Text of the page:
The Penguins have eight hits through the first 7:44 of the game, but they’re not doing much in terms of offense. The Pens have just one shot on goal, and they haven’t had much in terms of a scoring chance.

The Bruins, on the other hand, just possessed the puck for a while in the Pittsburgh zone, their best “possession” of the night. They’re forcing the Penguins to make some questionable decisions with the puck. All in all, a pretty good start for the B’s.

First period, 0:28, Bruins 1-0: That didn’t take long at all.

Brad Marchand just took advantage of a sloppy play from Sidney Crosby, which sprung Marchand for a breakaway, and Marchand beat Tomas Vokoun up under the bar.

It’s Marchand’s third of the playoffs.

First period, 0:01, 0-0: Let’s go. Game 2 is underway.

7:58 p.m.: While the Bruins don’t appear to be making any changes for Game 2, the Penguins look to be making a couple of changes.

According to the team website, both Joe Vitale and Deryk Engelland will be in the lineup. They’ll replace Tyler Kennedy and Mark Eaton respectively. It looks like Vitale will center the fourth line and Engelland will be paired with Douglas Murray.

7:40 p.m.: The Bruins, according to the pregame skate, look to be going with the exact same lineup in Game 2 as they used in Game 1. This is unlikely to surprise anyone, assuming everyone in a white sweater is healthy.

If you’re looking for pregame lines, I suppose I’ll post them again, but just this one time.

Here they are:

Milan Lucic — David Krejci — Nathan Horton
Brad Marchand — Patrice Bergeron — Jaromir Jagr
Rich Peverley — Chris Kelly — Tyler Seguin
Daniel Paille — Gregory Campbell — Daniel Paille

Zdeno Chara — Dennis Seidenberg
Andrew Ference — Johnny Boychuk
Torey Krug — Adam McQuaid

7:35 p.m.: The Bruins and Penguins have taken the ice for the pregame warmup in Pittsburgh, and Jaromir Jagr is on the ice for the Bruins. That would seem to indicate Jagr will play, and that would seem to indicate any thoughts to the contrary are likely wrong.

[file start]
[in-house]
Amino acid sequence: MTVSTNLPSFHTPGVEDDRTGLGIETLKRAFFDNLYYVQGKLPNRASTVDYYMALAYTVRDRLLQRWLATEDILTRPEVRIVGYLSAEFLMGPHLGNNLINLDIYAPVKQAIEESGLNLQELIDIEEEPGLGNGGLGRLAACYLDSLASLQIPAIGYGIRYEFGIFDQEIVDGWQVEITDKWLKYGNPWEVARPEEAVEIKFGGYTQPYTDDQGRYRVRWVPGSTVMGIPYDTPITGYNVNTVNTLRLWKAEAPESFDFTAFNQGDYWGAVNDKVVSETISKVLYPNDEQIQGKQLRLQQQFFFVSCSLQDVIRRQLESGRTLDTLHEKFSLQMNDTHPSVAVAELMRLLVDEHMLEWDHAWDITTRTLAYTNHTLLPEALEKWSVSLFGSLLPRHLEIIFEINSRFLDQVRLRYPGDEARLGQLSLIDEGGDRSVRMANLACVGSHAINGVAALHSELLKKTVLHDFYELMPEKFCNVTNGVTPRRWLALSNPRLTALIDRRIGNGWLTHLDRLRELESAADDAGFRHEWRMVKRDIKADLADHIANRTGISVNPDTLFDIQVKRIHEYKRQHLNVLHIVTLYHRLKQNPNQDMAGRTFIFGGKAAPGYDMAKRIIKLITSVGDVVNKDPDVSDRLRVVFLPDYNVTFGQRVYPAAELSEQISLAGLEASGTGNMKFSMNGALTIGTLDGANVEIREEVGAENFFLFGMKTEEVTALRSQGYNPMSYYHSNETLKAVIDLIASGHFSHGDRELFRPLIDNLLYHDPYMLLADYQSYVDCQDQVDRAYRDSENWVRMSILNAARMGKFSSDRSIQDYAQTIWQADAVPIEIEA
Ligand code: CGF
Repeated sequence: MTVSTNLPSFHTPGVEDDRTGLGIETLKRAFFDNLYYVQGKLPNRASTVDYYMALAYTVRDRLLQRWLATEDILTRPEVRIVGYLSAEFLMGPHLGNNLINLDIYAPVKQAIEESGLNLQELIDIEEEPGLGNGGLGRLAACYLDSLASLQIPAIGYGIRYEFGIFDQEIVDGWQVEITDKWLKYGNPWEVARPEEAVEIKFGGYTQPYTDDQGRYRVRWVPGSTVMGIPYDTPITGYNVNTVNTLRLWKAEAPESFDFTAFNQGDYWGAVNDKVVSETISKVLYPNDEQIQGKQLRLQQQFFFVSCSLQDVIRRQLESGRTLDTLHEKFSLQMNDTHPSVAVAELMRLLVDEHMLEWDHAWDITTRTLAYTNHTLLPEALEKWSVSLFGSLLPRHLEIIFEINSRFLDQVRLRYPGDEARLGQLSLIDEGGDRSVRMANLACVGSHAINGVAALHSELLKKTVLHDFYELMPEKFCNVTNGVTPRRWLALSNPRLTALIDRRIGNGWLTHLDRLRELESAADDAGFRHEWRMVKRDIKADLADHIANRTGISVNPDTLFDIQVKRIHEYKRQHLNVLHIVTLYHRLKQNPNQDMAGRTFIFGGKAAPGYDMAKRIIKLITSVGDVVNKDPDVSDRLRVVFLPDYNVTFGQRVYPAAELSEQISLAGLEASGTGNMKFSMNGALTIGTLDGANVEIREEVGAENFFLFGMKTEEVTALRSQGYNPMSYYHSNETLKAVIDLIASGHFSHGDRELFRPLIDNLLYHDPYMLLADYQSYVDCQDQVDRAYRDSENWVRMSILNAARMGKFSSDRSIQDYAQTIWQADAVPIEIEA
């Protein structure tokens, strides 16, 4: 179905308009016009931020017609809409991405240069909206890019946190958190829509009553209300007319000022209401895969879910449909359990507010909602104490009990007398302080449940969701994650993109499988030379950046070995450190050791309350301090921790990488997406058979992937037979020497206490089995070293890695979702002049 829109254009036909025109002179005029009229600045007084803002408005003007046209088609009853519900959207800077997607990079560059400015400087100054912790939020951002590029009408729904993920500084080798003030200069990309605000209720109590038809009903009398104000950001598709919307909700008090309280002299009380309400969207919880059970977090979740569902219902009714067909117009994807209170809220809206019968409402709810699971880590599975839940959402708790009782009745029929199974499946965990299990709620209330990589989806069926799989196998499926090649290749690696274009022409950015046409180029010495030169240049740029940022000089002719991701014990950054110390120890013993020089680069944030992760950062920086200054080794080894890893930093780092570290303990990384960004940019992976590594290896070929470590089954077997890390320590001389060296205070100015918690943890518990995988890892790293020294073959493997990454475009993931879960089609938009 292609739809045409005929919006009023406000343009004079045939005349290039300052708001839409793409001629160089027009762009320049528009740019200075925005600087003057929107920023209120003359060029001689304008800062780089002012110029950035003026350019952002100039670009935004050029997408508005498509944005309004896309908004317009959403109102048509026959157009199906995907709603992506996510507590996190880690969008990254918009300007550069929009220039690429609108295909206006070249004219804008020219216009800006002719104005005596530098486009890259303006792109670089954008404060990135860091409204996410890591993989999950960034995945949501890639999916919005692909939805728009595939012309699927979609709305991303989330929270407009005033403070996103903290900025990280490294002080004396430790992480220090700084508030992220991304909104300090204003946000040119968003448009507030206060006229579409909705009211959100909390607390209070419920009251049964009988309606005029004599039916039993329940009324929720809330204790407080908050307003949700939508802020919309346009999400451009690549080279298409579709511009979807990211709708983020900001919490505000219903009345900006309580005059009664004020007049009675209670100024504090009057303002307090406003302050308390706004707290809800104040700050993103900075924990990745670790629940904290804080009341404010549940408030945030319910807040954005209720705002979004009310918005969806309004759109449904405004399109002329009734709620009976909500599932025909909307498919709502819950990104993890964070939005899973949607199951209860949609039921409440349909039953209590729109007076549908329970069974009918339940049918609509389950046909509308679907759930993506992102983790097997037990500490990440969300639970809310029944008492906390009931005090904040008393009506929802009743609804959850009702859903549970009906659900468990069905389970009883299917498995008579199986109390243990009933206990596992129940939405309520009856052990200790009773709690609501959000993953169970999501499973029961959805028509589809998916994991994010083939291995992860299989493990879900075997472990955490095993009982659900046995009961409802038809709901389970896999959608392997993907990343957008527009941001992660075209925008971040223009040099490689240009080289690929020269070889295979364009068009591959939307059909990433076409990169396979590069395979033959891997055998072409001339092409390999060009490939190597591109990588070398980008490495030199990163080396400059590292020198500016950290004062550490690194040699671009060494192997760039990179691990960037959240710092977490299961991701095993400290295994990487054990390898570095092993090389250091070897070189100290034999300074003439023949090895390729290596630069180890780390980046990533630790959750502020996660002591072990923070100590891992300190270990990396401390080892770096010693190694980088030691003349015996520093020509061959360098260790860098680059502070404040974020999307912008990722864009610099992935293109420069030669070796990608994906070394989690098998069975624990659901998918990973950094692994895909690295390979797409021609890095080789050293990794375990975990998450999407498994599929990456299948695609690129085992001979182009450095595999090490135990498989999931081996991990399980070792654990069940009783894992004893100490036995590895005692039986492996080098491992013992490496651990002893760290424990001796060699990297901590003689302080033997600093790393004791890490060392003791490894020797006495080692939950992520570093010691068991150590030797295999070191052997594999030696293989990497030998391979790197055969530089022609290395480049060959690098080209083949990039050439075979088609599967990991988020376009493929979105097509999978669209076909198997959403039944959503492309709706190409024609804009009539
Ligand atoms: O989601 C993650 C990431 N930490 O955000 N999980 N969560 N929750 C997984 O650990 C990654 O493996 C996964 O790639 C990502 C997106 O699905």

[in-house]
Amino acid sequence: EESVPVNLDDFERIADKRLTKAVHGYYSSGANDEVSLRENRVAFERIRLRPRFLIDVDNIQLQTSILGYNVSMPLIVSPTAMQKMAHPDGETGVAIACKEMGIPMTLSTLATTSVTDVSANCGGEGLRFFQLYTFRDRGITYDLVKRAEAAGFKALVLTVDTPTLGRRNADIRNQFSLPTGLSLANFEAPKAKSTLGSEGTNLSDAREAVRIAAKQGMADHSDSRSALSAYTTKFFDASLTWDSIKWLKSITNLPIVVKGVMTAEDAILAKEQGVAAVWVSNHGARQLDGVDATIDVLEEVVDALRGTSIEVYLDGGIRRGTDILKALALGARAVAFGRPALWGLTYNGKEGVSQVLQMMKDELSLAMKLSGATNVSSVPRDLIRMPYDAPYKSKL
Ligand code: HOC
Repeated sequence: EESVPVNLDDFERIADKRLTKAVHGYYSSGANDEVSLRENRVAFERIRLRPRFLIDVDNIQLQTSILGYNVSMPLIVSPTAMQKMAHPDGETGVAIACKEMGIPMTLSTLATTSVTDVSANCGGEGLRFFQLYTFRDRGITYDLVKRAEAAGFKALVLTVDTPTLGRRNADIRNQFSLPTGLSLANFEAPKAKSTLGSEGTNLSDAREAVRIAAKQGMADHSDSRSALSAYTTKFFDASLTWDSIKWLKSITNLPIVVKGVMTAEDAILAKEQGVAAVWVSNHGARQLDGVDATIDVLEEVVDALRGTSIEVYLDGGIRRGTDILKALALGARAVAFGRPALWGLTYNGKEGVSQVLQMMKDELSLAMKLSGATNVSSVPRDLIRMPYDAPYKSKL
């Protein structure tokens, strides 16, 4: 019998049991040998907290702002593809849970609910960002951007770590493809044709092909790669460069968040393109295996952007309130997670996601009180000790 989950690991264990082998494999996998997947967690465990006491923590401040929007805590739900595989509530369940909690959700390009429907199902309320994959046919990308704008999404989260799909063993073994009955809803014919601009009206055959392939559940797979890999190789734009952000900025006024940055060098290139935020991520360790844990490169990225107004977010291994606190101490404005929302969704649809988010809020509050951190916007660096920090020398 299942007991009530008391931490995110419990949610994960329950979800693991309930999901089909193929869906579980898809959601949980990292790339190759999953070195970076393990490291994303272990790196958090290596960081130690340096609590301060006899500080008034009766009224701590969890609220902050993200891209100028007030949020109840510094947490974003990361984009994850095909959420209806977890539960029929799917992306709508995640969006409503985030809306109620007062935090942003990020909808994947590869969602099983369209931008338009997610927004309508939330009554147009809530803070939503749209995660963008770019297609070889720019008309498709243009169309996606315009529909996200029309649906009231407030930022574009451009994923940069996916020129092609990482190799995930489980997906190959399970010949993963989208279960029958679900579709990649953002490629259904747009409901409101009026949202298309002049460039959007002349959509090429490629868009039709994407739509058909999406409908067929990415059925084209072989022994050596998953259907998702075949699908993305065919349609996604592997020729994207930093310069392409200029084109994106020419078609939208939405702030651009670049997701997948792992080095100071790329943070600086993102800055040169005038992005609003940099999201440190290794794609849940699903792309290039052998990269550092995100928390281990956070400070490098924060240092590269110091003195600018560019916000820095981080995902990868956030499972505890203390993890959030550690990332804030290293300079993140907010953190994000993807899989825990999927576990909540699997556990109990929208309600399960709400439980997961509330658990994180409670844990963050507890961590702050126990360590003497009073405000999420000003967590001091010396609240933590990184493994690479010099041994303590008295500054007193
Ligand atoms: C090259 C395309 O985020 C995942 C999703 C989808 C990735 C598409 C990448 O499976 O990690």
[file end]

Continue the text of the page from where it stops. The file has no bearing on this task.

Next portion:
7:30 p.m.: This probably doesn’t come as much surprise, but the Bruins are expecting the Penguins to be much better. That wouldn’t take much considering the Penguins are really good and they didn’t really show that in Game 1.

There is just way too much talent and experience on the Pittsburgh roster to think otherwise. Claude Julien is certainly expecting the Pens to be better, as he should be.

“I expect them to be better,” Julien said after morning skate. “Any time you lose a game in your own building, and also being the team they are, they’re going to be better. We expect that. And that’s why we need to be better, as well. Post is part of the game and sometimes they go your way and sometimes they don’t, and every team has been on both sides of them.

“So we’ve hit a few posts ourselves the last game. We’ve managed to score some goals. So that was the difference. So, again, when you have that much firepower in your lineup, you know what you’re up against. So we expect them to be better.”

5:30 p.m.: The Penguins were considered by many to be the favorite when this series started, and with a Game 1 loss still fresh on everyone’s minds, it only makes sense there’s a lot of talk about their potential changes.

One of those potential changes, in the eyes of some, may be coming in net. Pittsburgh head coach Dan Bylsma was not about to answer any questions about that following Game 1, but he was a little bit more receptive to the idea Monday morning. The Penguins have already switched goalies once this postseason, and after allowing three goals in Game 1, questions about switching back to Marc-Andre Fleury are resurfacing.

“I guess if you’re not judging by a win or a loss, and really that’s the case when it comes to judging your goaltender, it’s not just a W or an L that dictates how a guy played in the game or what you may go with,” Bylsma said at his pregame news conference.

Bylsma also admitted he’s heard talk about the idea of change, and he didn’t necessarily shoot down the notion.

“Coaches think about a lot of things, lineup, players, schemes, so like I said, I heard people talk about it on NHL Network, so it did cross my mind,” he said.

It’s not like he’d going back to a total scrub if he were to hand the reins back over to Fleury. The Penguins did win a Stanley Cup in 2009 with Fleury between the pipes.

4:45 p.m.: If you’re looking to kill some time before Game 2, especially with Twitter appearing to be down, how about a podcast?

NESN’s own Jack Edwards was a guest this afternoon on the Marek vs. Wyshynski podcast where he talked all things Bruins-Penguins. I just got done listening to it, and it’s definitely worth checking out. You can download it on iTunes or by clicking here.

Now, onto Game 2-related issues.